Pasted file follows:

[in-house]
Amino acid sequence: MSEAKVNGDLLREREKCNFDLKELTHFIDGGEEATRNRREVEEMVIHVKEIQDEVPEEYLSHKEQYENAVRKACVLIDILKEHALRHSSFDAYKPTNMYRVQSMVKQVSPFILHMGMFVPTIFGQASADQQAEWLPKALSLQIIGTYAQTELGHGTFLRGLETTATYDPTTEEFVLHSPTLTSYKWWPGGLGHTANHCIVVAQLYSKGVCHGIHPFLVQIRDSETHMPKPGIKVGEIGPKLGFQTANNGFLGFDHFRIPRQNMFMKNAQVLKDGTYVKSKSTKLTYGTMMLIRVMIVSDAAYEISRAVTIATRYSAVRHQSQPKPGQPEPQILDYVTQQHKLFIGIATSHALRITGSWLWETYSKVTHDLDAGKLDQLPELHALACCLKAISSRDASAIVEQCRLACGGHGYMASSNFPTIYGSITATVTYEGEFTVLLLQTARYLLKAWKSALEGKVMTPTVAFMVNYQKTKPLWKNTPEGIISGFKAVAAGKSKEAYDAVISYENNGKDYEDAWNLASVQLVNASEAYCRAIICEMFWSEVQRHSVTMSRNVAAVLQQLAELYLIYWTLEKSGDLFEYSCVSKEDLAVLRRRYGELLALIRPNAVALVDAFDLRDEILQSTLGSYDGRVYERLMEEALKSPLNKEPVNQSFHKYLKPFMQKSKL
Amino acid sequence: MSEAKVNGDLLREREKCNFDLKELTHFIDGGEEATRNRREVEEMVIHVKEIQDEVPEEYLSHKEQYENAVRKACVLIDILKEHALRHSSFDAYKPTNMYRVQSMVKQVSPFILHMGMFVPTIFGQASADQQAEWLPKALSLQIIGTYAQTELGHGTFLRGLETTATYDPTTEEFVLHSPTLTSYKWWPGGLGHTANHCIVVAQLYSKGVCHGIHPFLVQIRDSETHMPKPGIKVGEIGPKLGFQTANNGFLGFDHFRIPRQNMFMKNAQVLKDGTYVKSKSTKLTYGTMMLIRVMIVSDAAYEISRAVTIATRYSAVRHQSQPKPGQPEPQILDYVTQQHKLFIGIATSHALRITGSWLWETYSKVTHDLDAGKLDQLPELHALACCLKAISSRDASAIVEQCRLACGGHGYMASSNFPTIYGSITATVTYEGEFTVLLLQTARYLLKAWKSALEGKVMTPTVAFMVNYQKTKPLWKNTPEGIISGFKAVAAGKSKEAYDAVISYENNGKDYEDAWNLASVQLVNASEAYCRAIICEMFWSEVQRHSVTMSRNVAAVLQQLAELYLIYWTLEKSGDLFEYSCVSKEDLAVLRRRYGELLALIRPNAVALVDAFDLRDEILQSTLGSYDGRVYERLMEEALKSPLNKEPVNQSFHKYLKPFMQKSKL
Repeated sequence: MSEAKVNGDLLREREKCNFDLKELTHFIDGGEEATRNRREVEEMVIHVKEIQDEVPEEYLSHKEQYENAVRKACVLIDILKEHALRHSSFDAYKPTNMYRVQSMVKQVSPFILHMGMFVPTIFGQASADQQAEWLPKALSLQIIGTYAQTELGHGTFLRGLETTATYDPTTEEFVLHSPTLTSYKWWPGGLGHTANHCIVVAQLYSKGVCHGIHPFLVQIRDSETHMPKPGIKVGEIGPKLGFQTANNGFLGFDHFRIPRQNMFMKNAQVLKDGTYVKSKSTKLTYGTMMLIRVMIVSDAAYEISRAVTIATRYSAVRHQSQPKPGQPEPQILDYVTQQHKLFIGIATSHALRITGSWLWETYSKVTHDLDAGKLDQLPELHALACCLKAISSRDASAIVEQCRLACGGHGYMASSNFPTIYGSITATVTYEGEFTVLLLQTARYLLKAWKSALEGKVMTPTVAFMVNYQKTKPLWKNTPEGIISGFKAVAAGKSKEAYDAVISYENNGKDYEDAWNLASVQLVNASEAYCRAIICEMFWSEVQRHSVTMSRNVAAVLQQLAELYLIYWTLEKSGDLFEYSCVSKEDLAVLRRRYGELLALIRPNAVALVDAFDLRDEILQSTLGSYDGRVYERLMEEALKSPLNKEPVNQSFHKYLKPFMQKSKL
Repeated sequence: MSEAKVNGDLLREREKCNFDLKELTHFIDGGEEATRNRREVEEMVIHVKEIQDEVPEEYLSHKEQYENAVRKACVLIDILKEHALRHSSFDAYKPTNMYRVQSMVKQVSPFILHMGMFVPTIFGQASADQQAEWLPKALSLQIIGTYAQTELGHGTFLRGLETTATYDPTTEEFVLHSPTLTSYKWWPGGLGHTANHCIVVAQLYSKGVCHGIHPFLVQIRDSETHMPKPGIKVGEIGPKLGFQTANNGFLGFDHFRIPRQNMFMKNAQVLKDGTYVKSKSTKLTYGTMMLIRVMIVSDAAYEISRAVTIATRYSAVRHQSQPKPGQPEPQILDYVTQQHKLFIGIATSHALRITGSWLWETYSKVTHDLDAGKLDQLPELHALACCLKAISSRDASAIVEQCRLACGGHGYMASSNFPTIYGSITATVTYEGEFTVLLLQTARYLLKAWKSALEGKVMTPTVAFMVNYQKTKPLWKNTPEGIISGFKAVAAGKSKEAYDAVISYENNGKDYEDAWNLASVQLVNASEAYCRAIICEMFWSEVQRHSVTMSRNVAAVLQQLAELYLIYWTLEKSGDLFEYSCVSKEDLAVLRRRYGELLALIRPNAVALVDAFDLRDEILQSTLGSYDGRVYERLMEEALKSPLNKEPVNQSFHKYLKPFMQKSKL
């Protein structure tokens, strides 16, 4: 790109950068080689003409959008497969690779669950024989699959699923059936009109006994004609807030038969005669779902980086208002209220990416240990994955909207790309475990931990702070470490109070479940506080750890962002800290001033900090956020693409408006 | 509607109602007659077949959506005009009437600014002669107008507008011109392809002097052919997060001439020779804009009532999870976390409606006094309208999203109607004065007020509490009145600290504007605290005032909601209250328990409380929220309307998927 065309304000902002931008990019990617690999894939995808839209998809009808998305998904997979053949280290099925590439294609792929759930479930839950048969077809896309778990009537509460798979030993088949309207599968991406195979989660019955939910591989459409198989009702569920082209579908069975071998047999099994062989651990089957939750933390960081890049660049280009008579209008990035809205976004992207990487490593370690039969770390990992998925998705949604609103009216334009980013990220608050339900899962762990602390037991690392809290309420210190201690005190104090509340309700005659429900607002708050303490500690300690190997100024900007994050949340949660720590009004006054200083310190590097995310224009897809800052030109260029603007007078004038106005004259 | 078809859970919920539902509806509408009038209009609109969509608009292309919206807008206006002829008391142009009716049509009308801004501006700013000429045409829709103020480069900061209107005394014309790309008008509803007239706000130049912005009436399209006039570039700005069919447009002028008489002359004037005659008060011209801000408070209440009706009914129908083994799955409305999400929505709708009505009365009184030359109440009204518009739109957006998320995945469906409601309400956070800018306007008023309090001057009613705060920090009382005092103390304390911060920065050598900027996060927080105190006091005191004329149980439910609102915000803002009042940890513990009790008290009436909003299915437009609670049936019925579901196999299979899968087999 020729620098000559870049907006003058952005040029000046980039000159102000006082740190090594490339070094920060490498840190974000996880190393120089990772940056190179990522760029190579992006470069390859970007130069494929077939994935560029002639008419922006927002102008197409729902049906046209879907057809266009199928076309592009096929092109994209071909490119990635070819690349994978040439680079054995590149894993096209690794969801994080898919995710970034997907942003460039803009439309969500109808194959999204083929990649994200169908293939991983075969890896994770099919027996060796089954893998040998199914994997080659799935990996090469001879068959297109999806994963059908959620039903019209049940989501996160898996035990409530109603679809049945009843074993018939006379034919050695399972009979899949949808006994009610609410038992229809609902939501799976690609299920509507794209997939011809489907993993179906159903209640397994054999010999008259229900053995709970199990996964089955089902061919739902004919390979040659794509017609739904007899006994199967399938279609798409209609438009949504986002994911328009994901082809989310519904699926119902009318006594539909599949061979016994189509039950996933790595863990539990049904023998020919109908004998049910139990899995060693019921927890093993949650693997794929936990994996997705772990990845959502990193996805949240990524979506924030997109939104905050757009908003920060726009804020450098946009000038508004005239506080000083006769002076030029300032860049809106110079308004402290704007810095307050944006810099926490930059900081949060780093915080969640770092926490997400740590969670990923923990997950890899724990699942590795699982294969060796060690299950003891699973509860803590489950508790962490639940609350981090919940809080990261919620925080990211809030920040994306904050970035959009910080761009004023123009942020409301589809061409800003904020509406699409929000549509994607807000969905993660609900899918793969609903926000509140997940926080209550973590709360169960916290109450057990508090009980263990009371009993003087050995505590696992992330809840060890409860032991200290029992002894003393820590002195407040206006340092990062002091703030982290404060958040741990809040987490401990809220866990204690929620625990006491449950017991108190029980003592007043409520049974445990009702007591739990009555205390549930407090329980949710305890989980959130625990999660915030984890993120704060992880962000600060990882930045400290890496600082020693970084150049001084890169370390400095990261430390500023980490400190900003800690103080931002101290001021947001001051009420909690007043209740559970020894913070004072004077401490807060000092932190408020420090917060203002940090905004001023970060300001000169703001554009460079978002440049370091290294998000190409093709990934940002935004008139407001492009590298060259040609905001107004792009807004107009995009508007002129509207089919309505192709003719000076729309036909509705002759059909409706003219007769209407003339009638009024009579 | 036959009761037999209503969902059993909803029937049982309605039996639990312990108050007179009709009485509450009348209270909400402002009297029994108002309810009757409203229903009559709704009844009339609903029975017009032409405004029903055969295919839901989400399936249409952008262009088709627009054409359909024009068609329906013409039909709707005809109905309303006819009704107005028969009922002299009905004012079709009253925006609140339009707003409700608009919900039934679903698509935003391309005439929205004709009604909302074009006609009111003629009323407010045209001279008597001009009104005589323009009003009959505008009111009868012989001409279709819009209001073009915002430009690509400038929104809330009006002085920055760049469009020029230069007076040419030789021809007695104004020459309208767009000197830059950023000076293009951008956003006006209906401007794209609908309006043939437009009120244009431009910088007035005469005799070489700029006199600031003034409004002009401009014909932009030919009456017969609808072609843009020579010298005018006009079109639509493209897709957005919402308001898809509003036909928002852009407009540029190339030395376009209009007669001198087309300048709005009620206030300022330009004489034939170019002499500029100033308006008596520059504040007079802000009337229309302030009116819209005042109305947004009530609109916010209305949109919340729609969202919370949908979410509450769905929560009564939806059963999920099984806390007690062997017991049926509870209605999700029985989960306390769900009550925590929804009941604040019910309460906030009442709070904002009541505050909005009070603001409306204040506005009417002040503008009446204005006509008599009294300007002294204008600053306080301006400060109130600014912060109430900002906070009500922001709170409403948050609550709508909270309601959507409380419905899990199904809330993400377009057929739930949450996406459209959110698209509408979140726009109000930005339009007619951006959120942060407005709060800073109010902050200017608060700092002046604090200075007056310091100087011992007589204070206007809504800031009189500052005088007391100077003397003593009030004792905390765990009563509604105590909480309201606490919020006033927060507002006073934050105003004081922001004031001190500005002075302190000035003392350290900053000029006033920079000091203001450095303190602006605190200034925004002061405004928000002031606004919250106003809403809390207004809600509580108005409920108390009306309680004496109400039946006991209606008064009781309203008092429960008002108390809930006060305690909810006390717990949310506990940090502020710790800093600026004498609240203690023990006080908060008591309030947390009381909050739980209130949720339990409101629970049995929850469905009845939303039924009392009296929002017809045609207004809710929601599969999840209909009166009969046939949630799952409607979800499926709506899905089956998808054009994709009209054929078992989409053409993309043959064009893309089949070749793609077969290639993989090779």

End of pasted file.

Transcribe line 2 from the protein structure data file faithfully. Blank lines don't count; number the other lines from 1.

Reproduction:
Amino acid sequence: MSEAKVNGDLLREREKCNFDLKELTHFIDGGEEATRNRREVEEMVIHVKEIQDEVPEEYLSHKEQYENAVRKACVLIDILKEHALRHSSFDAYKPTNMYRVQSMVKQVSPFILHMGMFVPTIFGQASADQQAEWLPKALSLQIIGTYAQTELGHGTFLRGLETTATYDPTTEEFVLHSPTLTSYKWWPGGLGHTANHCIVVAQLYSKGVCHGIHPFLVQIRDSETHMPKPGIKVGEIGPKLGFQTANNGFLGFDHFRIPRQNMFMKNAQVLKDGTYVKSKSTKLTYGTMMLIRVMIVSDAAYEISRAVTIATRYSAVRHQSQPKPGQPEPQILDYVTQQHKLFIGIATSHALRITGSWLWETYSKVTHDLDAGKLDQLPELHALACCLKAISSRDASAIVEQCRLACGGHGYMASSNFPTIYGSITATVTYEGEFTVLLLQTARYLLKAWKSALEGKVMTPTVAFMVNYQKTKPLWKNTPEGIISGFKAVAAGKSKEAYDAVISYENNGKDYEDAWNLASVQLVNASEAYCRAIICEMFWSEVQRHSVTMSRNVAAVLQQLAELYLIYWTLEKSGDLFEYSCVSKEDLAVLRRRYGELLALIRPNAVALVDAFDLRDEILQSTLGSYDGRVYERLMEEALKSPLNKEPVNQSFHKYLKPFMQKSKL